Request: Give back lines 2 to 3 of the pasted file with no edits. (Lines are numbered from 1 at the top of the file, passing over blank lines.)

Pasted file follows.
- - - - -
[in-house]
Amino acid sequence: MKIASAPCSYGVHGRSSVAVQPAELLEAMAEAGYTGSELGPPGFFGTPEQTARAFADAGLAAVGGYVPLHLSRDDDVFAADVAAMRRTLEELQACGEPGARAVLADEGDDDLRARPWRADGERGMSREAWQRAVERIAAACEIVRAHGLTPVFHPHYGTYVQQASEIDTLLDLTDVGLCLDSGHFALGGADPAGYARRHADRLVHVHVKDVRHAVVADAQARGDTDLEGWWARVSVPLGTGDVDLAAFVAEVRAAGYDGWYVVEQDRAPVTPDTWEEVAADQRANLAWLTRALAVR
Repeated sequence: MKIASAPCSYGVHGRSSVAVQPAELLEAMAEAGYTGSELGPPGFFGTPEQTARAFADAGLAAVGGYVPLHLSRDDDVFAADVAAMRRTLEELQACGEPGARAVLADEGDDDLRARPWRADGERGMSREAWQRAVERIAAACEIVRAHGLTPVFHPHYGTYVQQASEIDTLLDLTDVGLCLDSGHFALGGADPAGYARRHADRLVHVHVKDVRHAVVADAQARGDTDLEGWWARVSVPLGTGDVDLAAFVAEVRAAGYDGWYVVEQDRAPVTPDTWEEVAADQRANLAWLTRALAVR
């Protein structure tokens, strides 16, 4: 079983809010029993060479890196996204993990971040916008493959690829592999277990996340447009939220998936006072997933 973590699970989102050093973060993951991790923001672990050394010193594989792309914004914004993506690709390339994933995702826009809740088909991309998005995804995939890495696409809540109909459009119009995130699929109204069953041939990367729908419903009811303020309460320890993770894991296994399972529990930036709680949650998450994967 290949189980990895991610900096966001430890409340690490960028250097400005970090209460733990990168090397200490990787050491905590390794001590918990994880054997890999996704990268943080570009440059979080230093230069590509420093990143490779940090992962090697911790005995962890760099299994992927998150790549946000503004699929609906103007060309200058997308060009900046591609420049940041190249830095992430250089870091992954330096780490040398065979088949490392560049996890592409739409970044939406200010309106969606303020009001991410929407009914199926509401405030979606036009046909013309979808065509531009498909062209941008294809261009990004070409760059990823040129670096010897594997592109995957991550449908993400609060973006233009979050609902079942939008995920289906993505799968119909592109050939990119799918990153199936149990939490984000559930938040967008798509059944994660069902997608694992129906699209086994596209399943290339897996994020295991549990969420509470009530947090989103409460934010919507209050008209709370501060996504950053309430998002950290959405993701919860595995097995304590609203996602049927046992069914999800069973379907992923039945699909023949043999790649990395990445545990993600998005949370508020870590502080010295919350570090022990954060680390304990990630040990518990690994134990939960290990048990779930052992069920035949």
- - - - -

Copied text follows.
Amino acid sequence: MKIASAPCSYGVHGRSSVAVQPAELLEAMAEAGYTGSELGPPGFFGTPEQTARAFADAGLAAVGGYVPLHLSRDDDVFAADVAAMRRTLEELQACGEPGARAVLADEGDDDLRARPWRADGERGMSREAWQRAVERIAAACEIVRAHGLTPVFHPHYGTYVQQASEIDTLLDLTDVGLCLDSGHFALGGADPAGYARRHADRLVHVHVKDVRHAVVADAQARGDTDLEGWWARVSVPLGTGDVDLAAFVAEVRAAGYDGWYVVEQDRAPVTPDTWEEVAADQRANLAWLTRALAVR
Repeated sequence: MKIASAPCSYGVHGRSSVAVQPAELLEAMAEAGYTGSELGPPGFFGTPEQTARAFADAGLAAVGGYVPLHLSRDDDVFAADVAAMRRTLEELQACGEPGARAVLADEGDDDLRARPWRADGERGMSREAWQRAVERIAAACEIVRAHGLTPVFHPHYGTYVQQASEIDTLLDLTDVGLCLDSGHFALGGADPAGYARRHADRLVHVHVKDVRHAVVADAQARGDTDLEGWWARVSVPLGTGDVDLAAFVAEVRAAGYDGWYVVEQDRAPVTPDTWEEVAADQRANLAWLTRALAVR